Dave Gettleman is key to how the NFL Draft will play out
We are all at the mercy of New York Giants general manager Dave Gettleman. Gettleman, who impressed with his typing skills while discussing analytics a year ago, and who is as old school as it gets, holds the key to how the rest of the first round of the NFL Draft will proceed.
The Giants hold the sixth and seventeenth picks in the first round. That sixth pick comes at the point when the consensus top players are probably off the board. Kyler Murray and the defensive quartet of Nick Bosa, Josh Allen, Quinnen Williams, and Devin White are likely to be gone. It is the inflection point where the draft really opens up, and then add in that Gettleman is the man who will set things in motion, and well, it really gets interesting. Good luck getting inside the head of Dave Gettleman.
The logical move here would be to address the quarterback position while the Giants have yet another top ten pick. The messaging coming out of New York on replacing Eli Manning has been inconsistent, though. This is a franchise that has gone seven years without a playoff win, and with Manning resembling a replacement starter for the last several, yet they have not moved on from Manning yet.
Dwayne Haskins is reportedly falling in the eyes of some (though all it takes is one team to disagree with such opinions). Drew Lock and Daniel Jones are others who have been mentioned in the first round. If the Giants believe one of those three is the answer, then they should make that pick. But do they?
If Gettleman does not go with a quarterback right away, things really get interesting. First, it could lead to something like the Giants targeting Daniel Jones later in the first round with the pick they got from Cleveland. Even though New York acquired Kevin Zeitler in the Olivier Vernon trade, the Giants could still seek to address the offensive line early in the draft. The team whiffed on Ereck Flowers in the top 10 four years ago, but could try again to find their left tackle with Jawaan Taylor out of Florida. If that happens, it would lead to a run on tackles, and push them up the board, creating other trades. Jacksonville at the seventh pick is the most commonly mocked destination for tackle, and the Jaguars are likely to address the offensive line. Buffalo (9th), Miami (13th), Carolina (16th), Minnesota (18th), Seattle (21st), Baltimore (22nd), and Houston (23rd) are all teams that are in the mix to address offensive line in the first round. If the Giants take one off the board, demand will definitely exceed supply at those spots.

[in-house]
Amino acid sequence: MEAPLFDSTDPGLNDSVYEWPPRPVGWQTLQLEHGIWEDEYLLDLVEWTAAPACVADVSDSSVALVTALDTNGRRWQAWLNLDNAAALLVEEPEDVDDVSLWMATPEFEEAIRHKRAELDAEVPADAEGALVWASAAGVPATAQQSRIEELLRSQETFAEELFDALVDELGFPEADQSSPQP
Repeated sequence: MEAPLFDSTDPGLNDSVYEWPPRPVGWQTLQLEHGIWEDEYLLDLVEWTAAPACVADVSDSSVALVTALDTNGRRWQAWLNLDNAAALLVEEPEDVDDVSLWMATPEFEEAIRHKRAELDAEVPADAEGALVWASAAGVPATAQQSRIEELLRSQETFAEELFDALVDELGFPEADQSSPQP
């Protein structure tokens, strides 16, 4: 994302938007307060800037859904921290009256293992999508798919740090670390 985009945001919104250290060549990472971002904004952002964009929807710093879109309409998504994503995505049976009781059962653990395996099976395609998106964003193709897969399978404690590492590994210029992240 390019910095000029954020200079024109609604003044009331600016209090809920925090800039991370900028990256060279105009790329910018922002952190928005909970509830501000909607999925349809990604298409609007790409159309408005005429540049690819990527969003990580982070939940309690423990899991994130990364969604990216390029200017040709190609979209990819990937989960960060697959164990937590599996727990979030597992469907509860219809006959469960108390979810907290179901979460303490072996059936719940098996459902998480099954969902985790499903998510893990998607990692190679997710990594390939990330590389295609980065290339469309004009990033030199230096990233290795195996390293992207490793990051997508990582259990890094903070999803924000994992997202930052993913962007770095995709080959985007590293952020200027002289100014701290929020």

If the Giants instead go with the defensive line, that also impacts what teams like the Lions, Bills, and Falcons could do in the picks that come soon afterwards, and would also impact what is available when the Giants’ second pick in the first round comes up. There is no clear-cut defensive choice for that sixth spot, but there are several possibilities, including Rashan Gary, Ed Oliver, Montez Sweat, Christian Wilkins, and Brian Burns. If Gettleman really wants to go defense, and none of the top guys falls to him, he would be best served trading down.
Of course, that makes sense, but you need to keep this in mind: Dave Gettleman has never traded down. In six drafts where he has been in charge (five in Carolina and last year in New York), Gettleman has entered them with 40 total picks and left them with 33 picks made. He has traded up six different times and never traded down. That’s hard to do, and a big part of why the analytics community is not exactly on Gettleman’s holiday card list. Maybe he will save the biggest surprise of all and shock the world by making an astute trade to get multiple picks when the Giants have so many needs.
Whatever happens though, know this: Dave Gettleman is going to be a key figure on draft night. Everyone else will be reacting and trading based on what he does.